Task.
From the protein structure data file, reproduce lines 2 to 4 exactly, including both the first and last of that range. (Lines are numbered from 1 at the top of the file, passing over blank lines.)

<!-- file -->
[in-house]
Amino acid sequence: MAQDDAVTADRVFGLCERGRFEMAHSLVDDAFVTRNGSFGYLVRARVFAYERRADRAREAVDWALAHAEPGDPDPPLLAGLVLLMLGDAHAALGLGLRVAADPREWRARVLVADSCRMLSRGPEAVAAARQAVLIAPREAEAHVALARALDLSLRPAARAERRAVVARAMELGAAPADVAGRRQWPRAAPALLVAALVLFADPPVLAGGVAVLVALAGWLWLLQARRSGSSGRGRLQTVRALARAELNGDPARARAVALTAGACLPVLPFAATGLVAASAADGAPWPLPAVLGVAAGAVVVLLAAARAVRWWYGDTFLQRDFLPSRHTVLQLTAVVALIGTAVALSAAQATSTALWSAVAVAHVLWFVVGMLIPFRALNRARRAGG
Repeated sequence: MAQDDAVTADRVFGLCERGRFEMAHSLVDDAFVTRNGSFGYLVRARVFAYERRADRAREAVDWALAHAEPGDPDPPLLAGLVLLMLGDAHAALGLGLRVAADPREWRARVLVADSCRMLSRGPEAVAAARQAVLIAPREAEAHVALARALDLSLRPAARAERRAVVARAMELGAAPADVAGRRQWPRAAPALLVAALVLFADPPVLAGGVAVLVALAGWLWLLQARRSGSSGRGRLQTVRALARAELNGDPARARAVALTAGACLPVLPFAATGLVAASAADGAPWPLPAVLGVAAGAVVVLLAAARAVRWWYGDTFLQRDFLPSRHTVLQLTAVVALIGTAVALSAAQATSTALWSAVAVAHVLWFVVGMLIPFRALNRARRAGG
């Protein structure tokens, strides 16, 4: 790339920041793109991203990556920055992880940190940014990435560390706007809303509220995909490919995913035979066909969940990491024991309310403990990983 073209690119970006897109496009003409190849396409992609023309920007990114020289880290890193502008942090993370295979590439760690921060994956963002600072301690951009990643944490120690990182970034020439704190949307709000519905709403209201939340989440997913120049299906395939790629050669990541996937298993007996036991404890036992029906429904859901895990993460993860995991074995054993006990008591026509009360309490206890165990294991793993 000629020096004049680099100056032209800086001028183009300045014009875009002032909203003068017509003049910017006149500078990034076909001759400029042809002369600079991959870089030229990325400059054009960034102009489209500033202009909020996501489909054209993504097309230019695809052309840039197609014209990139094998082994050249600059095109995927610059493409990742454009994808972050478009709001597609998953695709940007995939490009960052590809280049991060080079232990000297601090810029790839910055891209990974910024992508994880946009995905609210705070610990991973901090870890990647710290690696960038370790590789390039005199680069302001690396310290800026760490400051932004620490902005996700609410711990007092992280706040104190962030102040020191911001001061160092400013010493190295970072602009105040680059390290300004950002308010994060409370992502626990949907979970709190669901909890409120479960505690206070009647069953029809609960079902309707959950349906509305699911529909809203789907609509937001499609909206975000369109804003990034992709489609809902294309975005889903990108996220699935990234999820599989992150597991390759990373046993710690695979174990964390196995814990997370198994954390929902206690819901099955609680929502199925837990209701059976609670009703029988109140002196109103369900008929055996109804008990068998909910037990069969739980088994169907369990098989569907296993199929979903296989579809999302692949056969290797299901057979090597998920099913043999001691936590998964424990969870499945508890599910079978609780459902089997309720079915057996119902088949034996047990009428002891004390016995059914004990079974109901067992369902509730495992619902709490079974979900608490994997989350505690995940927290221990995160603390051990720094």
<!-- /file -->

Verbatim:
Amino acid sequence: MAQDDAVTADRVFGLCERGRFEMAHSLVDDAFVTRNGSFGYLVRARVFAYERRADRAREAVDWALAHAEPGDPDPPLLAGLVLLMLGDAHAALGLGLRVAADPREWRARVLVADSCRMLSRGPEAVAAARQAVLIAPREAEAHVALARALDLSLRPAARAERRAVVARAMELGAAPADVAGRRQWPRAAPALLVAALVLFADPPVLAGGVAVLVALAGWLWLLQARRSGSSGRGRLQTVRALARAELNGDPARARAVALTAGACLPVLPFAATGLVAASAADGAPWPLPAVLGVAAGAVVVLLAAARAVRWWYGDTFLQRDFLPSRHTVLQLTAVVALIGTAVALSAAQATSTALWSAVAVAHVLWFVVGMLIPFRALNRARRAGG
Repeated sequence: MAQDDAVTADRVFGLCERGRFEMAHSLVDDAFVTRNGSFGYLVRARVFAYERRADRAREAVDWALAHAEPGDPDPPLLAGLVLLMLGDAHAALGLGLRVAADPREWRARVLVADSCRMLSRGPEAVAAARQAVLIAPREAEAHVALARALDLSLRPAARAERRAVVARAMELGAAPADVAGRRQWPRAAPALLVAALVLFADPPVLAGGVAVLVALAGWLWLLQARRSGSSGRGRLQTVRALARAELNGDPARARAVALTAGACLPVLPFAATGLVAASAADGAPWPLPAVLGVAAGAVVVLLAAARAVRWWYGDTFLQRDFLPSRHTVLQLTAVVALIGTAVALSAAQATSTALWSAVAVAHVLWFVVGMLIPFRALNRARRAGG
């Protein structure tokens, strides 16, 4: 790339920041793109991203990556920055992880940190940014990435560390706007809303509220995909490919995913035979066909969940990491024991309310403990990983 073209690119970006897109496009003409190849396409992609023309920007990114020289880290890193502008942090993370295979590439760690921060994956963002600072301690951009990643944490120690990182970034020439704190949307709000519905709403209201939340989440997913120049299906395939790629050669990541996937298993007996036991404890036992029906429904859901895990993460993860995991074995054993006990008591026509009360309490206890165990294991793993 000629020096004049680099100056032209800086001028183009300045014009875009002032909203003068017509003049910017006149500078990034076909001759400029042809002369600079991959870089030229990325400059054009960034102009489209500033202009909020996501489909054209993504097309230019695809052309840039197609014209990139094998082994050249600059095109995927610059493409990742454009994808972050478009709001597609998953695709940007995939490009960052590809280049991060080079232990000297601090810029790839910055891209990974910024992508994880946009995905609210705070610990991973901090870890990647710290690696960038370790590789390039005199680069302001690396310290800026760490400051932004620490902005996700609410711990007092992280706040104190962030102040020191911001001061160092400013010493190295970072602009105040680059390290300004950002308010994060409370992502626990949907979970709190669901909890409120479960505690206070009647069953029809609960079902309707959950349906509305699911529909809203789907609509937001499609909206975000369109804003990034992709489609809902294309975005889903990108996220699935990234999820599989992150597991390759990373046993710690695979174990964390196995814990997370198994954390929902206690819901099955609680929502199925837990209701059976609670009703029988109140002196109103369900008929055996109804008990068998909910037990069969739980088994169907369990098989569907296993199929979903296989579809999302692949056969290797299901057979090597998920099913043999001691936590998964424990969870499945508890599910079978609780459902089997309720079915057996119902088949034996047990009428002891004390016995059914004990079974109901067992369902509730495992619902709490079974979900608490994997989350505690995940927290221990995160603390051990720094």